Because these cords are more vulnerable to damage than fixed wiring, there are restrictions on their use and precautions to observe. When it comes to flexible electrical cords and cables, you should be inflexible on the issue of safety.
Permissible Uses for Flexible Cords and Cables
Workers may be familiar with the common extension cord, but flexible electrical cords and cables have other important uses, too. Flexible cords and cables may be used for the following applications for which flexibility and portability (and/or isolation) are key to function and for which cords are readily accessible for inspection, maintenance, and repair:
- Portable lamps or appliances
- Elevator cables
- Cranes and hoists
Think you have no time to train? Think again. BLR’s 7-Minute Safety Trainer helps you fulfill key OSHA-required training tasks in as little as 7 minutes. Try it at no cost and see!
- Data processing cables
- Stationary equipment when frequent interchange may be required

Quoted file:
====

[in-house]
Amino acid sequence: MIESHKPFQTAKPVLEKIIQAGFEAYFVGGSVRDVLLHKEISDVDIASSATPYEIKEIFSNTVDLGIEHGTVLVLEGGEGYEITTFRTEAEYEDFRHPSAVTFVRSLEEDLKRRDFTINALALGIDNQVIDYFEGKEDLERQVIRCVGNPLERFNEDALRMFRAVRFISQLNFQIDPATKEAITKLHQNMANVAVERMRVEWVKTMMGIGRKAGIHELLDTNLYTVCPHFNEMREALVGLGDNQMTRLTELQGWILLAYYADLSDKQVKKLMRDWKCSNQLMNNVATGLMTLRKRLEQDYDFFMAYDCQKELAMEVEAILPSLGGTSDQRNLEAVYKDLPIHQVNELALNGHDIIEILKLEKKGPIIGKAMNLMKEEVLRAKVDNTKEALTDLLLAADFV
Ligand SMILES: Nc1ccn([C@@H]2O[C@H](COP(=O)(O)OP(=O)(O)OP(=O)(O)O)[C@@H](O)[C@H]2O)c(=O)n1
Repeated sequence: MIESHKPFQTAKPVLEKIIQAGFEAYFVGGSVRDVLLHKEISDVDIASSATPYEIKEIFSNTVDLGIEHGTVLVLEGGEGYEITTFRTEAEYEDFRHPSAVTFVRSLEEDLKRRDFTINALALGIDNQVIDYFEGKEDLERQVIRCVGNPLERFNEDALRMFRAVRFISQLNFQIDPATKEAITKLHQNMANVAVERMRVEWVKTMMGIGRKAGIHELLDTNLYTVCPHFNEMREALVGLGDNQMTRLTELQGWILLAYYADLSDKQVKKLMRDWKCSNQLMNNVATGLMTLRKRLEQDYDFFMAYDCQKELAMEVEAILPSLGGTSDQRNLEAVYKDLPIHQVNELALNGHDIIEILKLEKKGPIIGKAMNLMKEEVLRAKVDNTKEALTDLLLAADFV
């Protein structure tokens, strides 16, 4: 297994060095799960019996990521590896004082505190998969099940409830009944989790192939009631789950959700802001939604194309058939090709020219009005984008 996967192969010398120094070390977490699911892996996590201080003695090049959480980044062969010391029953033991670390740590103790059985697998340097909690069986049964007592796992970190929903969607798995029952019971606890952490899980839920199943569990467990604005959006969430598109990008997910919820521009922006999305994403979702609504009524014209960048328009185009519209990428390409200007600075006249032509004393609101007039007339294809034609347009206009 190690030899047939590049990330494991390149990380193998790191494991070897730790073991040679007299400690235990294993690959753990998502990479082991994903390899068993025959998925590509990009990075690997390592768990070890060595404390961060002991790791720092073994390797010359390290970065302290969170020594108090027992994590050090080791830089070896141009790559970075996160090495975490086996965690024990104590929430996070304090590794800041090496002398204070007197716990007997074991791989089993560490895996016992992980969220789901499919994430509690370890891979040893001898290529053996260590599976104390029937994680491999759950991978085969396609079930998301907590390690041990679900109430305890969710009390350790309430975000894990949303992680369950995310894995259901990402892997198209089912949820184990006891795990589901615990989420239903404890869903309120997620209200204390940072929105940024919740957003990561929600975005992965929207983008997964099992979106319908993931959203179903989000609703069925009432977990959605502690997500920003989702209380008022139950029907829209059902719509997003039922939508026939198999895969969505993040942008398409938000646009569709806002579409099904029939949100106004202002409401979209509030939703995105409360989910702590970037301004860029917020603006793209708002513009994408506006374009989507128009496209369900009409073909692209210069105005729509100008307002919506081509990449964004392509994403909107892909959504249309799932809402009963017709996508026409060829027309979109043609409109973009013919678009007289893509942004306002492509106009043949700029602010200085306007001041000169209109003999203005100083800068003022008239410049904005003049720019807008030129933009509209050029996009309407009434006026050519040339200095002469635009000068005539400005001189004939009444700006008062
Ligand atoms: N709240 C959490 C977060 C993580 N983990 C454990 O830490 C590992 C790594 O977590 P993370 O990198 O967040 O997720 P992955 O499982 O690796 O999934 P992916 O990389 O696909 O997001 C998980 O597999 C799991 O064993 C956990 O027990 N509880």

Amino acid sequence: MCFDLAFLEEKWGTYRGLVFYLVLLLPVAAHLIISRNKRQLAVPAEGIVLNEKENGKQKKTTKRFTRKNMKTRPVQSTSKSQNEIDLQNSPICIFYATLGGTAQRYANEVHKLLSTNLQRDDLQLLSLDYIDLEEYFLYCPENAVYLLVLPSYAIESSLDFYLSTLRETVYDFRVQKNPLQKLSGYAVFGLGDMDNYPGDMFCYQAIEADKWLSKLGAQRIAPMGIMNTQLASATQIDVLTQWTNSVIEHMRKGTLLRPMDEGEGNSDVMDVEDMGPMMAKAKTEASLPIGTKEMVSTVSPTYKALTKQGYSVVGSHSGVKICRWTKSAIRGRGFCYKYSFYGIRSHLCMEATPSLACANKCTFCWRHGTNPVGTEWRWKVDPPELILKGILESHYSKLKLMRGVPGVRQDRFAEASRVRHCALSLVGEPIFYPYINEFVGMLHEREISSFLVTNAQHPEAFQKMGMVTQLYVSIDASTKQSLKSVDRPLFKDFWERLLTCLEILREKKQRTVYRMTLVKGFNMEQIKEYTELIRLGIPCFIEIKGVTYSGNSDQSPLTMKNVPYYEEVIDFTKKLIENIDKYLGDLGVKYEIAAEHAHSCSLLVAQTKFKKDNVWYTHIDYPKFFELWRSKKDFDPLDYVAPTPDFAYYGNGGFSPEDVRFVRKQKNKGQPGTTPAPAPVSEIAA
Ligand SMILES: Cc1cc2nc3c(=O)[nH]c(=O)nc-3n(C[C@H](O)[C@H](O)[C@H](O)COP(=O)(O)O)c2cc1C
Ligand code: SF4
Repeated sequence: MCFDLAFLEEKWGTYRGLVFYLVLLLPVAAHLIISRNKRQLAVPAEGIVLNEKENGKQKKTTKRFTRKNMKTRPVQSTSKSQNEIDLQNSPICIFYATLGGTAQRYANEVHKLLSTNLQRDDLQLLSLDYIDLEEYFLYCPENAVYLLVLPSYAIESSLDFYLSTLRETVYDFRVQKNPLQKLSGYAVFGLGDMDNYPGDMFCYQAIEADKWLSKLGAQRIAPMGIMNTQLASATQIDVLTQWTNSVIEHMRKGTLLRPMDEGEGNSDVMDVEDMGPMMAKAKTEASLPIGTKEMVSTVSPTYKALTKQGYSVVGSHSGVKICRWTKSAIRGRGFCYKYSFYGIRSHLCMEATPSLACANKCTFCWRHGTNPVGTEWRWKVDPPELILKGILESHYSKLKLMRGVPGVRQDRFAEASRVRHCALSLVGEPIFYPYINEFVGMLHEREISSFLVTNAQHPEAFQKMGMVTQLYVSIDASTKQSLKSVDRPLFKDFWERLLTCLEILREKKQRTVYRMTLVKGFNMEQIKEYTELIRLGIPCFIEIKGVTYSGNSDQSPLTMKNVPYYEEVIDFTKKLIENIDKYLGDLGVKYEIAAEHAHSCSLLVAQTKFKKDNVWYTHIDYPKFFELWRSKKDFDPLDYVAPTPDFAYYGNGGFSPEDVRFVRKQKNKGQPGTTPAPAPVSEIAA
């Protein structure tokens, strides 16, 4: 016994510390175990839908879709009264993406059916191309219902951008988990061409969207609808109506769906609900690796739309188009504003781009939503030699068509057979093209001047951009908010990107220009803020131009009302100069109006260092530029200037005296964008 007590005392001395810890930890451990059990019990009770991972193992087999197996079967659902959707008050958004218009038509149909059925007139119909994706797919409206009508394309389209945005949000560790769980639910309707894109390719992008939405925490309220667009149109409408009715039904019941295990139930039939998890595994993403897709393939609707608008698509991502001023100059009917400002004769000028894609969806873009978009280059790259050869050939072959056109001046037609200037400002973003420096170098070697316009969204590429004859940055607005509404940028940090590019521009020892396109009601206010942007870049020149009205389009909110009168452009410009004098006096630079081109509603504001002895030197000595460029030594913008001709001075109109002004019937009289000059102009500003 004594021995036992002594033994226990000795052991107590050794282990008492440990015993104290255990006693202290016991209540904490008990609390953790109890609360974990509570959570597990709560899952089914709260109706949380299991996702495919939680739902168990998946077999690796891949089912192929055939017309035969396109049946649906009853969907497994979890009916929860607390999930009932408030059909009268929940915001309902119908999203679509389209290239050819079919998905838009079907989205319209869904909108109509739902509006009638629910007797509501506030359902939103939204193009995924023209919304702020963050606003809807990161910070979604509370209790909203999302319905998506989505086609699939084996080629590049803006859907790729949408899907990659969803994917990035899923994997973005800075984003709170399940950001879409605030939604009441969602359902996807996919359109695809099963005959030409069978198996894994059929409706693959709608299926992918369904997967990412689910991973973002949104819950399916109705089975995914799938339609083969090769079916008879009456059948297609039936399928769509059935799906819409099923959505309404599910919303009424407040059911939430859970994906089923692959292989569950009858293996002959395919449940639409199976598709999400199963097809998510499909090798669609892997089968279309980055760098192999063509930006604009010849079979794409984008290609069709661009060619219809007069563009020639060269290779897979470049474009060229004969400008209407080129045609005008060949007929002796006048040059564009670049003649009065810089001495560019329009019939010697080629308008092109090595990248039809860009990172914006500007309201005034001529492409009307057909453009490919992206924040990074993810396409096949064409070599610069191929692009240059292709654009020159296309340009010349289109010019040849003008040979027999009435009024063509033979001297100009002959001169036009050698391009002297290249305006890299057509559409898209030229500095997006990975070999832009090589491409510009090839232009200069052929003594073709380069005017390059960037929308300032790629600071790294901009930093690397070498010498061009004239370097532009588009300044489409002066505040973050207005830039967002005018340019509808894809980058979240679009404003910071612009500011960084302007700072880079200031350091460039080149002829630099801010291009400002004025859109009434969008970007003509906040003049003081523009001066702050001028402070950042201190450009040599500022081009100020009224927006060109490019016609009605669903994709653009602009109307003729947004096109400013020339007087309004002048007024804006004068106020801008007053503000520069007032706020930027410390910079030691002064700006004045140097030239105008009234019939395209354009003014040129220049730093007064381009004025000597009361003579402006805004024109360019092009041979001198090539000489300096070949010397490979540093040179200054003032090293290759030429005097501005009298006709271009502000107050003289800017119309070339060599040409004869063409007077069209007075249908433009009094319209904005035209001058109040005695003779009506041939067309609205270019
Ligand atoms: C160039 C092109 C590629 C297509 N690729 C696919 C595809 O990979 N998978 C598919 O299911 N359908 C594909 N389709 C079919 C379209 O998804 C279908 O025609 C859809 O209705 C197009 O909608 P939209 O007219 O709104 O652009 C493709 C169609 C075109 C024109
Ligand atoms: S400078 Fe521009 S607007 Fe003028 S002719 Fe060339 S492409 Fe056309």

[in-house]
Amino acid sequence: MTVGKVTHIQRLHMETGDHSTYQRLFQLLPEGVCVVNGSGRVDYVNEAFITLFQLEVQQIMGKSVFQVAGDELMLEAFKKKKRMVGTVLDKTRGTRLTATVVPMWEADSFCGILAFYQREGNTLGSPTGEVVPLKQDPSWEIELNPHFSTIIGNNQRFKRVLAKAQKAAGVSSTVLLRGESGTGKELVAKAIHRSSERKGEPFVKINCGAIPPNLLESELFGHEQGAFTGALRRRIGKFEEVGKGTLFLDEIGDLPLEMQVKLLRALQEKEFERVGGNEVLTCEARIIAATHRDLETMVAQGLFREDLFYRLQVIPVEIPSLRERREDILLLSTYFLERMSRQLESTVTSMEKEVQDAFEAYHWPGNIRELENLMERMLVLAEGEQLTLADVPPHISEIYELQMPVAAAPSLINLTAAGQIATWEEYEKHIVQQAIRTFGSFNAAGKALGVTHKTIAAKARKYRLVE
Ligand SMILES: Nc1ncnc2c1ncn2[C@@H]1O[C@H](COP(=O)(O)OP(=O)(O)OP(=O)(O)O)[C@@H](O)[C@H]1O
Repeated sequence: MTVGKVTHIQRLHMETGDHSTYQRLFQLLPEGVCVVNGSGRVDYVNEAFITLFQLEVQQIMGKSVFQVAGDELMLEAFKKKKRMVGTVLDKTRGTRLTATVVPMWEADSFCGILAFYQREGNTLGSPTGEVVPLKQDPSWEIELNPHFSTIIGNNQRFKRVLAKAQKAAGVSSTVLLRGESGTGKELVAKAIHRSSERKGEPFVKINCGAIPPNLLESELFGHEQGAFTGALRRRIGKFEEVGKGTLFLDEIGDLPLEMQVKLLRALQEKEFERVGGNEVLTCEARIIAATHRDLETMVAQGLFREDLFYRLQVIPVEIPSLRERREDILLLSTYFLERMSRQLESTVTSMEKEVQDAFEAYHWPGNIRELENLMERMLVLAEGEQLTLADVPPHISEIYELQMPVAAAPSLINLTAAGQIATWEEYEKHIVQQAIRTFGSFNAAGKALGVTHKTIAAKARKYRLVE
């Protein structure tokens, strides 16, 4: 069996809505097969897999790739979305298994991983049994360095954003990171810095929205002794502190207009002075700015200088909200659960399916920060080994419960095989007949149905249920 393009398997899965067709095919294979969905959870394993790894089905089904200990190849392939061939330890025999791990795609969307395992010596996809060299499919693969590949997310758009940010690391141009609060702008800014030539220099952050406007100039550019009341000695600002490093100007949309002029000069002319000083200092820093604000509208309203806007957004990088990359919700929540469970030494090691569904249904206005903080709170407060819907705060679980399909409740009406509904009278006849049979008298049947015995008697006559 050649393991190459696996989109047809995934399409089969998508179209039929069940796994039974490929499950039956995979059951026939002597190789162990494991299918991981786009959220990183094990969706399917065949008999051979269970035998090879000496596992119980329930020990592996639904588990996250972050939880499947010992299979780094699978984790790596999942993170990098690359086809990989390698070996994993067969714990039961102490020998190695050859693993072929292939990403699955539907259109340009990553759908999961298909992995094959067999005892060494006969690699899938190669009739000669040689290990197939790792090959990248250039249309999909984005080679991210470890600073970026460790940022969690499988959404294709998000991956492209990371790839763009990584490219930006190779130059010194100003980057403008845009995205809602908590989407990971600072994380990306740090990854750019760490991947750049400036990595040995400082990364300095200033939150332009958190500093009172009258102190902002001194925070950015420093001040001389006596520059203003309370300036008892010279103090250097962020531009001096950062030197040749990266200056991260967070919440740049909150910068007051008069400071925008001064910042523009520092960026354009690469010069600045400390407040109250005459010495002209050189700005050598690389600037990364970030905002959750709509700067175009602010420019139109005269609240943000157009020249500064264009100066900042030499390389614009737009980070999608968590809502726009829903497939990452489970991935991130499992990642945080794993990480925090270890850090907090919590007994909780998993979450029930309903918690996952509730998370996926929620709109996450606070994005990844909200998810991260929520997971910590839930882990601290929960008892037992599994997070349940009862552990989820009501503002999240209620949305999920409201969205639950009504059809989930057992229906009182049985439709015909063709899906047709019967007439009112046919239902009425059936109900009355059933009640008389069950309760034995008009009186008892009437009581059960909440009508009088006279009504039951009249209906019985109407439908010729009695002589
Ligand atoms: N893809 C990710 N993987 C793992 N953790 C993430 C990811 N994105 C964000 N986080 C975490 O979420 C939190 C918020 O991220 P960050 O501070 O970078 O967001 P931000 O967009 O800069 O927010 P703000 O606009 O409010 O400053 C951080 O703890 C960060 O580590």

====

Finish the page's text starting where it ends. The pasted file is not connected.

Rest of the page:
- Other fixed or stationary appliances, where flexible cords and cables are accessible for and facilitate maintenance and repair
- To isolate noisy or vibrating equipment (preventing the transmission of noise or vibration)
There are some situations in which you must not use flexible cords and cables. Never use flexible cords and cables:
- As substitutes for structural fixed wiring
- If they would be attached to building surfaces
- If they would be run through holes in walls, ceilings, or floors or they would be run through doorways, windows, or other openings
- If they would be concealed behind building walls, ceilings, or floors
Effective, 7-minute sessions providing comprehensive safety training at an average cost of $1 a day. Get the details.
Flexible cords and cables cannot be used in those types of applications in part because they would be subject to damage that could create a fire or electrocution hazard. In some instances, the damage would present an immediate hazard, such as when an extension cord’s insulation is damaged by scraping against the sharp edge of a floor hole, exposing the wires. In other instances, damage to the wiring would be inaccessible for inspection, maintenance, and repair. This can occur, for example, when flexible cord substituted for fixed building wiring or installed behind walls, ceilings, or floors is chewed by rodents, exposing the live wire and creating a fire hazard.
Tomorrow, we’ll look at the safety measures that prevent damage to flexible cords and cables.